James Webb Space Telescope spies a newborn star in its cosmic crib (image)

Using the James Webb Space Telescope (JWST), astronomers have observed the luminous cloud of material that surrounds a newborn star, cocooning it in a crib of gas and dust.

These so-called Herbig-Haro objects are created when stellar winds and jets of gas billow from newborn stars, causing shockwaves that slam into the gas and dust from which the star was born at high speeds. 

This particular Herbig-Haro object, which can be seen dominating the bottom half of this stunning new JWST image, captured with the telescope's Near-InfraRed Camera (NIRCam) instrument, is designated HH 797. The stellar "cocoon" is located around 1,000 light-years away, close to the young open star cluster IC 348, which itself is situated at the eastern edge of the Perseus dark cloud complex.

Related: Stunning James Webb Space Telescope image shows young star blasting supersonic jets

The James Webb Space Telescope has revealed intricate details of the Herbig Haro object 797 as seen in this stunning new image. (Image credit: ESA/Webb, NASA & CSA, T. Ray (Dublin Institute for Advanced Studies))

Infrared instruments like NIRCam are perfect for studying young stars and probing Herbig-Haro objects because these cosmic bodies are often surrounded by remnants of the gas and dust that initially formed them, which absorb and block other wavelengths of light being emitted from these stars. 

Infrared light, on the other hand, can shine through these cocoons. By peering into the newborn star with its NIRCam, JWST has revealed molecules that have been heated to thousands of degrees by shock collisions, allowing astronomers to determine the structures of outflows from infant stars.

HH 797 has been studied extensively by ground telescopes, with previous observations showing its gas moving away from Earth, thus having its wavelength stretched or "redshifted" at its south, while gas to the north is being "blueshifted," indicating it is moving toward Earth (the expansion of the universe stretches the wavelengths of the light that is traveling through it, moving it towards the "red," or lower-frequency end of the electromagnetic spectrum). Astronomers also found more gas at the eastern edge of HH 797 is being redshifted than gas at the western edge is.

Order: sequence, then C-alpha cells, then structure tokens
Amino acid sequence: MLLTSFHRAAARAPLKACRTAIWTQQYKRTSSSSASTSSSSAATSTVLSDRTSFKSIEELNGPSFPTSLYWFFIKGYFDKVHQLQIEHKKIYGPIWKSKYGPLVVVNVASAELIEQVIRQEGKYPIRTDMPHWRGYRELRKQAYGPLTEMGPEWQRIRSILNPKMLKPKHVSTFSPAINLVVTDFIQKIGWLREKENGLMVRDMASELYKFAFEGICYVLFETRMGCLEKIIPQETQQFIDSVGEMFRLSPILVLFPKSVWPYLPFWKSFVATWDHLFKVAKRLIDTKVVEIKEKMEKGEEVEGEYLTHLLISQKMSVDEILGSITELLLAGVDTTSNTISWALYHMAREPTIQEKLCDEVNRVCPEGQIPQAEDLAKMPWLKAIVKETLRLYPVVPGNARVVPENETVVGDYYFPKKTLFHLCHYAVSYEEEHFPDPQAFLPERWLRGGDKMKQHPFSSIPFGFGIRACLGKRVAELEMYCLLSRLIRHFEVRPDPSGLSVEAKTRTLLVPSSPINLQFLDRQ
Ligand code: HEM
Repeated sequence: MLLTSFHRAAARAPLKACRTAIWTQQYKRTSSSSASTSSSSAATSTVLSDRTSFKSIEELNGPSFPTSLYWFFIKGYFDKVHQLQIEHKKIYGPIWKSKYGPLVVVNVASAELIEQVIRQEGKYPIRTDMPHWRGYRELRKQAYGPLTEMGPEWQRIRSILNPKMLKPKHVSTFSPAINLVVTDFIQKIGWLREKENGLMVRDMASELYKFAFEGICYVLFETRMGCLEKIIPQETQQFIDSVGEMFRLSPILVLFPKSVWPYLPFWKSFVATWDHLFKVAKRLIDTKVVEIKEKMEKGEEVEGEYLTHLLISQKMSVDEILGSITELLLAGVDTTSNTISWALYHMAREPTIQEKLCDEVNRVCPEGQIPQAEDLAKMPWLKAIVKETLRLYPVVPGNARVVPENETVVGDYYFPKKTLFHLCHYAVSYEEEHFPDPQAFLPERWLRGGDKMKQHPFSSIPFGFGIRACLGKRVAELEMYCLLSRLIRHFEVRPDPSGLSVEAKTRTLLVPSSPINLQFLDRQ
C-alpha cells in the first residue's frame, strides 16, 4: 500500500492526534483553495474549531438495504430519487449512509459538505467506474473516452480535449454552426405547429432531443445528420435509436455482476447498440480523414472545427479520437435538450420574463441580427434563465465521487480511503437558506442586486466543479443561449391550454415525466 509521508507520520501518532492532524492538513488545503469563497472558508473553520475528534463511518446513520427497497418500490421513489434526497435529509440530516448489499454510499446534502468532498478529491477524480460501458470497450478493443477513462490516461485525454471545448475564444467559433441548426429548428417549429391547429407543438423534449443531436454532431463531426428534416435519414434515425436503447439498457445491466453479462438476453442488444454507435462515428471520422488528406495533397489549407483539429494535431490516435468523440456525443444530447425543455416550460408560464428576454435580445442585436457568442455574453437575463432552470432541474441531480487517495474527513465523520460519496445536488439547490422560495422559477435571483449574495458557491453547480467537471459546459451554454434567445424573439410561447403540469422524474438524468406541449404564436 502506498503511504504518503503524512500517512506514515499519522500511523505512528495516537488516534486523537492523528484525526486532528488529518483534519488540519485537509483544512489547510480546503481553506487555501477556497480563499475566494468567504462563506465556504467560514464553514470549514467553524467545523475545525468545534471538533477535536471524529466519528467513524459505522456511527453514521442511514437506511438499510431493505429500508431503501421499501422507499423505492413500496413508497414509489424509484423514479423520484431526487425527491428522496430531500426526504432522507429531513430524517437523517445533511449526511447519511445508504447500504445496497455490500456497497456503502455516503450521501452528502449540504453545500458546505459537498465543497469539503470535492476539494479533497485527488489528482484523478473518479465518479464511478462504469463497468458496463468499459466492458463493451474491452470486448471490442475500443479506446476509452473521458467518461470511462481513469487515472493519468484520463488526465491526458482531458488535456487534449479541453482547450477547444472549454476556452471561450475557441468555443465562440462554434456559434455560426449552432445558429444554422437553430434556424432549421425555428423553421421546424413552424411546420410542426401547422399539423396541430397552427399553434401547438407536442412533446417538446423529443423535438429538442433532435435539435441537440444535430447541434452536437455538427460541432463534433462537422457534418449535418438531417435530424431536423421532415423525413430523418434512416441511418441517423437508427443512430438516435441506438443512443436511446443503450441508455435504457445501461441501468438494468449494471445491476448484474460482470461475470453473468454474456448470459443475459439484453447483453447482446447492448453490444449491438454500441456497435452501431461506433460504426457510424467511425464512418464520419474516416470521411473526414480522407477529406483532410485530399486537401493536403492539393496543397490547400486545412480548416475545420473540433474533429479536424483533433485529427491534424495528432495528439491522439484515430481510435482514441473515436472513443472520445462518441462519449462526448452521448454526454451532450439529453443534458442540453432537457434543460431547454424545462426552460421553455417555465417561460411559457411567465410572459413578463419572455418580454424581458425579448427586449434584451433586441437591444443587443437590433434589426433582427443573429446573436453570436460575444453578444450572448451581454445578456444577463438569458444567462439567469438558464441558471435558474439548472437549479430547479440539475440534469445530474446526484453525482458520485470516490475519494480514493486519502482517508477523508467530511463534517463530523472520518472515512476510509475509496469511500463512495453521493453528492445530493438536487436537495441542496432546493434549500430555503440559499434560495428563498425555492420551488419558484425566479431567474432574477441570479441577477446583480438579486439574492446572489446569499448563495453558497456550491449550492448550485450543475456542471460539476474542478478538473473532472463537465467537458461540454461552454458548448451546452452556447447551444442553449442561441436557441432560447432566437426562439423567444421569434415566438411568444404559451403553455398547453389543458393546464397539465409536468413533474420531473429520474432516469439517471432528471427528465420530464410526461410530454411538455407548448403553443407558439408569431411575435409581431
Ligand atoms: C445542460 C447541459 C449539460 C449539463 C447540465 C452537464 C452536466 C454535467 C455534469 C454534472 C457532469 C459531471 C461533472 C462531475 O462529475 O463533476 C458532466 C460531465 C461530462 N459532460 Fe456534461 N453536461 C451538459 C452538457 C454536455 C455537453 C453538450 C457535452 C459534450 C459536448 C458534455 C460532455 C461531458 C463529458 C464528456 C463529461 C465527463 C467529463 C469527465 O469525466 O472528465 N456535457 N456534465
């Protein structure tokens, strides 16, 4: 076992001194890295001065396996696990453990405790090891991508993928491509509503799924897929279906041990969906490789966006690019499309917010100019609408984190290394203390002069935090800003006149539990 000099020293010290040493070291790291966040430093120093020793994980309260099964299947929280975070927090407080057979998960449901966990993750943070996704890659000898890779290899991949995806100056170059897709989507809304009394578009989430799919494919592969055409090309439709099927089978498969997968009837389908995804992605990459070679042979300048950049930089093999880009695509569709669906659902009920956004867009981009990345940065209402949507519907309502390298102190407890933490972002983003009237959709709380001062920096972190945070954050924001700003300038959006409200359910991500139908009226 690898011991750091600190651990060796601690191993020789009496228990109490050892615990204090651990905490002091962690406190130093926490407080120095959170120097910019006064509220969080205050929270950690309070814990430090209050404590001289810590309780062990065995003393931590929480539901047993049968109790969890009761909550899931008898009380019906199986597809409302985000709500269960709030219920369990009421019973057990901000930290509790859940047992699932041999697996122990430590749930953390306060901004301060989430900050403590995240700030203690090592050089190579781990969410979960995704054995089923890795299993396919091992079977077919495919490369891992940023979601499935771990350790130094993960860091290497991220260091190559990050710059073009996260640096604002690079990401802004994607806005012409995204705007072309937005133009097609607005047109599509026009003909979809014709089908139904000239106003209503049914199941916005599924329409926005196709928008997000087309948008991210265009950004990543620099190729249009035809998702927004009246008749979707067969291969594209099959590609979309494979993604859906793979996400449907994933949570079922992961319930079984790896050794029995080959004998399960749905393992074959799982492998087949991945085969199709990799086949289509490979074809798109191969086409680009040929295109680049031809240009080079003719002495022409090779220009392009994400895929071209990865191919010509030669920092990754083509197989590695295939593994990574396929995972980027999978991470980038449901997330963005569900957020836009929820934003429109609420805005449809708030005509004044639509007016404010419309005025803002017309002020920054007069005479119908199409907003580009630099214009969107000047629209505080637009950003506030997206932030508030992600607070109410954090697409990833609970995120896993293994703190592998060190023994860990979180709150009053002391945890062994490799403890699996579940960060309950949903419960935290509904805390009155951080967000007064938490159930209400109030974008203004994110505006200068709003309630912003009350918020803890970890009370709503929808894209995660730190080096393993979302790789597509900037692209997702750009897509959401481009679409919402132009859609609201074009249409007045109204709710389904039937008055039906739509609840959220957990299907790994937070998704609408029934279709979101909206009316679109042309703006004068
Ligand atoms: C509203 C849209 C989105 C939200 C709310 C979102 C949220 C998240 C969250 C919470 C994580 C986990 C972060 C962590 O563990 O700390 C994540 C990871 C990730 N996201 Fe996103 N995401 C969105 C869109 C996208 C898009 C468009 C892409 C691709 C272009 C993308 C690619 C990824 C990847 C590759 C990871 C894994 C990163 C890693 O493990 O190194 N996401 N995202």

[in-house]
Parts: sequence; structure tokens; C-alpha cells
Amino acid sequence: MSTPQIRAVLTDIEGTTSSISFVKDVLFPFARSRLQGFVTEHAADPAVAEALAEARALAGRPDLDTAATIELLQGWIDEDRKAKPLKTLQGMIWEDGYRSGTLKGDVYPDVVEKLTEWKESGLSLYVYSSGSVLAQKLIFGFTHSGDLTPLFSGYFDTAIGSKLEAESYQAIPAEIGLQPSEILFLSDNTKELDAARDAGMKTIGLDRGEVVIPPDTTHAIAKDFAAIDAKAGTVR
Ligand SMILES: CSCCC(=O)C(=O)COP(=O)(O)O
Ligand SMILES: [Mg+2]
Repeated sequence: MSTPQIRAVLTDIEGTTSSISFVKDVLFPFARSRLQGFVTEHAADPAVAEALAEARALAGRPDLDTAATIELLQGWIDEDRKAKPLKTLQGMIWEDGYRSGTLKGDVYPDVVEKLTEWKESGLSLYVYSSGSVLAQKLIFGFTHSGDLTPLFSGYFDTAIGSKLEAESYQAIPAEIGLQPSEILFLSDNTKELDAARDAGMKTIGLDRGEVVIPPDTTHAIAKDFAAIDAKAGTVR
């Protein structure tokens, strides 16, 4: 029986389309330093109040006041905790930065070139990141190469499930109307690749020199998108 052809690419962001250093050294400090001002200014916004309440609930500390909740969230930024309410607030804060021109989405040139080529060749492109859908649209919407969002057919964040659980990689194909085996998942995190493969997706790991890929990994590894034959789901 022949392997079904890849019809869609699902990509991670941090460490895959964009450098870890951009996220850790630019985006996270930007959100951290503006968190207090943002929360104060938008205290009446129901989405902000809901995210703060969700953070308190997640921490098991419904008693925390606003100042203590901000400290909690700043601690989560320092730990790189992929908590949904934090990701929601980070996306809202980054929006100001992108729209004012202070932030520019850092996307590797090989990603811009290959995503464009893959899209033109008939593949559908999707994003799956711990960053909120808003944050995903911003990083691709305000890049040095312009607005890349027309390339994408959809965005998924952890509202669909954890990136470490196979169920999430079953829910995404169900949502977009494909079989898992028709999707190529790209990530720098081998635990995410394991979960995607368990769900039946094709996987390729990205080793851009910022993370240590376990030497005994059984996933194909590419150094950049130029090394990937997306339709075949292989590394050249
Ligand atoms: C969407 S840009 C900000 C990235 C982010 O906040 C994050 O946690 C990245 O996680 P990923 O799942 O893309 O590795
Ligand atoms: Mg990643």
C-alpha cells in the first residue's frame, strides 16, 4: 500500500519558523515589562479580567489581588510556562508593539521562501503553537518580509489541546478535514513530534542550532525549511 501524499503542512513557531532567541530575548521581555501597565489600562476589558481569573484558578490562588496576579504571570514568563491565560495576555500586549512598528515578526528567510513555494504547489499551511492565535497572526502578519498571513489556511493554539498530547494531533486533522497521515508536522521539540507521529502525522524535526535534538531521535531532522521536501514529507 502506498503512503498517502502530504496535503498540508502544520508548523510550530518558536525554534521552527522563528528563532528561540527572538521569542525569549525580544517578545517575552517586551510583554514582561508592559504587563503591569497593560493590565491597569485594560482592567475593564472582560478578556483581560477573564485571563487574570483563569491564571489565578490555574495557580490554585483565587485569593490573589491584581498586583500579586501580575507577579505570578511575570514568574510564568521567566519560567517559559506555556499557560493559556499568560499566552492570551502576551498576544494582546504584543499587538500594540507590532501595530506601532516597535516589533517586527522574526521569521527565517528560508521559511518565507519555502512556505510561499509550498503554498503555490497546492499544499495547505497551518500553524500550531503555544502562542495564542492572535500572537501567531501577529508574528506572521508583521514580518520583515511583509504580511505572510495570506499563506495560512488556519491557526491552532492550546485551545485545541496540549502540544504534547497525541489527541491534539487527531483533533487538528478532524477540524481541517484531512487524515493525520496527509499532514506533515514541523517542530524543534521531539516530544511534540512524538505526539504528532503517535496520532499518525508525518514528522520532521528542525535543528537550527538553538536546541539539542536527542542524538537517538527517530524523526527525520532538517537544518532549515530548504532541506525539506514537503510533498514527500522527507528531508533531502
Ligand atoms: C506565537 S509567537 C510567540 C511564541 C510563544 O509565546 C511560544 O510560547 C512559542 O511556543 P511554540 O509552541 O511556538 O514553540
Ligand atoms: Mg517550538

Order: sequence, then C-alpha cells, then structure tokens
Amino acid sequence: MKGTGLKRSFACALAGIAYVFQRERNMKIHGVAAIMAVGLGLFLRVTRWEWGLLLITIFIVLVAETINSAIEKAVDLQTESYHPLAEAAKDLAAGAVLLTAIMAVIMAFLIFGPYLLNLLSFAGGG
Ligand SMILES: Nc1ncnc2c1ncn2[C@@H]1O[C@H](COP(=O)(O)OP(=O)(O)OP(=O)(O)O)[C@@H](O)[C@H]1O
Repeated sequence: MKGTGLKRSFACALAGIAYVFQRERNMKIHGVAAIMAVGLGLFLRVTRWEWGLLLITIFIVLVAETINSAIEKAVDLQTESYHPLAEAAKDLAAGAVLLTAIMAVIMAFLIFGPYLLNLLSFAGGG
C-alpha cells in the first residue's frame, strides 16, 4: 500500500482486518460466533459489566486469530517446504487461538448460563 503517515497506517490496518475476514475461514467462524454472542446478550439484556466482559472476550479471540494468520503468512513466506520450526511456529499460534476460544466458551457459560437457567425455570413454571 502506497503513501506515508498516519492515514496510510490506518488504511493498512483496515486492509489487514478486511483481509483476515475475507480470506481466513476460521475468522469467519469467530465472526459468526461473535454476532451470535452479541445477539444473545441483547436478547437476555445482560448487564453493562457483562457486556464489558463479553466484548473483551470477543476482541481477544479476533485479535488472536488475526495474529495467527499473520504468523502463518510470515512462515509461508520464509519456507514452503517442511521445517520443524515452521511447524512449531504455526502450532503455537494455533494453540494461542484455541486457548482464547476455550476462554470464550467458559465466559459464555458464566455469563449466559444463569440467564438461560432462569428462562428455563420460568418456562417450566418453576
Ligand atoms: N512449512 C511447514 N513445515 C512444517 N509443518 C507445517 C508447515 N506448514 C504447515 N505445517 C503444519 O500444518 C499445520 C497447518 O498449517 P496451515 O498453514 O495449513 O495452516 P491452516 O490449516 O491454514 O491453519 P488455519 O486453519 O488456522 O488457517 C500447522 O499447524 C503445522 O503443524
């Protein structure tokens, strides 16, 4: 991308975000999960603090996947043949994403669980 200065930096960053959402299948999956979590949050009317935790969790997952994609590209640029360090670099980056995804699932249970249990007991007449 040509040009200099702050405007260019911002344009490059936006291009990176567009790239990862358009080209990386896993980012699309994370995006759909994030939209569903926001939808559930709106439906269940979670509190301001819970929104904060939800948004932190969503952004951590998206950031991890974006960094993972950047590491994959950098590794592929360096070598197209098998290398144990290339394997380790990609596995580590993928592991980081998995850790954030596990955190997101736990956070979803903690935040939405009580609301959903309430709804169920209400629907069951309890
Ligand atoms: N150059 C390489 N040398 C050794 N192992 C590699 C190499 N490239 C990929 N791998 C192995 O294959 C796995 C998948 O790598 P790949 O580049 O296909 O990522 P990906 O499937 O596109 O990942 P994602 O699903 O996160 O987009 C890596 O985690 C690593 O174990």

This variation had been previously attributed to the rotation of the outflow of gas in HH 797. However, the high resolution of the JWST image reveals that what was thought to be outflow is actually two parallel jets, each causing its own series of shocks, which could account for the asymmetries in velocities of gas around HH 797.

The source of these twin outflows is located in a dark hollow at the right of the image. The double nature of the outflows suggests that two stars rather than one are located in this dark bubble. 

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Robert Lea
Senior Writer

Robert Lea is a science journalist in the U.K. whose articles have been published in Physics World, New Scientist, Astronomy Magazine, All About Space, Newsweek and ZME Science. He also writes about science communication for Elsevier and the European Journal of Physics. Rob holds a bachelor of science degree in physics and astronomy from the U.K.’s Open University. Follow him on Twitter @sciencef1rst.